We ran through the fog and shipping channels and ended up on a reef in Trinity Bay. As we motored amongst the abandoned oil rigs we caught a strange scent in the air. It was the smell of watermelon and according to Capt. Vince this is the type of smell that the trout will give off as they are digesting their food.
After chasing pods of feeding birds and some splashing bait we were unsuccessful at finding any feeding fish. To say at this point I wasn’t a little disappointed that we had not caught a fish would be a lie, however the experience on the water and all the things I had learned from Capt. Vince certainly made up for the lack of fish.
It was interesting how many of my freshwater fishing techniques crossed over to this type of fishing. Looking for darker bottom during colder water conditions as well as changing up the cadence of your retrieves to trigger a reaction strike both made sense as this is often used in outings after come cold front conditions in search of fish on our Northern lakes.
However, the day was not over and there was one huge lesson and experience that was in store. A flock of birds were starting to dive on bait in the water and while we watched it soon became apparent to me that there were more than just birds after that bait.
The large red backs of the Red Drum started to break the surface of the water as shad started to flee. This then prompted the birds to dive and it was apparent that we had found a school of giant Reds. I knew we were in for some fun as Captain Vince’s voice became rapid and excited as he started pointing out the areas to cast while he worked the trolling motor to get onto these school.
This school was moving faster than the 110lb MinnKota could keep up but the school turned and I was able to place a cast right where it needed to land and it was game on! The Waterloo rod loaded up and soon I was fighting a fish and then the captain hooked up. A double for our first hook up of the day.
My fish dogged me hard and decided that he wanted to stay with the school. Taking long runs and running me around the boat a couple times made this for an exciting battle and by the time this fish hit the net I was giggling like a school boy. The captain had lost his fish, but I had accomplished the goal for the day and landed a monster 32” Red. In my opinion this was a trophy of a fish for a first of its species on my list. Some excited high fives, a hug or two with the Captain and then some nice photos of the fish and it was released to give another angler a fight another day.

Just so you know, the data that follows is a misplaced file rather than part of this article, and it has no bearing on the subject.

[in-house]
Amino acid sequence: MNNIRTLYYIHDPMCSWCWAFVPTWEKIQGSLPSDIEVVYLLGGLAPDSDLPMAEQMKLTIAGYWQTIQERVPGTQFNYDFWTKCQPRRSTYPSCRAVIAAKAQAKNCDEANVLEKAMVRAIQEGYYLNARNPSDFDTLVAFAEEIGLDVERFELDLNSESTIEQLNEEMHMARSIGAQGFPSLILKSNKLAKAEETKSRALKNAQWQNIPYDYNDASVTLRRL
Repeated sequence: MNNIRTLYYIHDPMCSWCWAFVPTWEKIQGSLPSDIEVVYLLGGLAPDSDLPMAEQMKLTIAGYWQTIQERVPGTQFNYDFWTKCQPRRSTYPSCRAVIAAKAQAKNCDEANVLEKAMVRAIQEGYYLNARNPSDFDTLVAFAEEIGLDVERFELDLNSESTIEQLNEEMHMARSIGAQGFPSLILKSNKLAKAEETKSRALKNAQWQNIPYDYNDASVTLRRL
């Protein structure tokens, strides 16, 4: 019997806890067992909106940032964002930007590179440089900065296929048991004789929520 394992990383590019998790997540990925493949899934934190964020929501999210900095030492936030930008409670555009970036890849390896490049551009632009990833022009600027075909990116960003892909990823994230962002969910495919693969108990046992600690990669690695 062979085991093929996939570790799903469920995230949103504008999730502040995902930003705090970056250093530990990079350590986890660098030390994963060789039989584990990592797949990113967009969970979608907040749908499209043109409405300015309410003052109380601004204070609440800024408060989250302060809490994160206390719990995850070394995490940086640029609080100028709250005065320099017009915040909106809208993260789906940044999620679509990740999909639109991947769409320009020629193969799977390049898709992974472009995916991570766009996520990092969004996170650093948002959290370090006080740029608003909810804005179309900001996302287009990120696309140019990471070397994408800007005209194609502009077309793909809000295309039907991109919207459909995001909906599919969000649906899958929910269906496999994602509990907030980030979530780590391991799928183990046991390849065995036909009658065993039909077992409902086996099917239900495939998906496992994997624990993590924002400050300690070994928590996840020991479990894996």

We kept up chasing this school by watching for the diving birds and then making long pinpoint casts at the areas that the fish were moving towards hooking up time and time again. The fish started chasing shad and then at one point we noticed shrimp leaping from the water as the fish herded them into tight schools.
Catching these fish was only half of the excitement in this fisherman’s opinion. It was about the chase that made it exciting. Once you had one hammer your bait and double that rod over was just the icing on the cake. This was certainly a bucket list item that can be crossed of my list with a huge smile on my face.
Some say that the recent hurricane that caused so much devastation in the area has affected fishing in a negative way. From what we experienced this day the fishery is very strong and has not been hurt by the recent events. The fish are there and they are huge. The numbers are up and the size is there to match wits with any angler that dares to tangle with these rod bending brutes.
To this day I have a permanent smile on my face when memories of this recent trip come into my head. With all the struggles that have been put in front of me it was an incredible experience to say that I was able to participate in and cross this item off of that bucket list of things to do. I will be back and the next trip will be to chase Tarpon on light line with Captain Vince!
--Captain Vincent Garza is owner of NPursuit Guide Service and is a licensed US coast guard captain. He has been fishing for over 35 years. He has grown up on the bay and has logged many hours on the bay as well as in the Gulf. He has been guiding professionally for 4 years and runs trips for trout,flounder, and reds year round as well as and in the summer he will concentrate on Tarpon. To contact Captain Vince you can call him at (832) 769-4067 or look him up on Facebook or on his website http://www.npursuitguideservice.com/--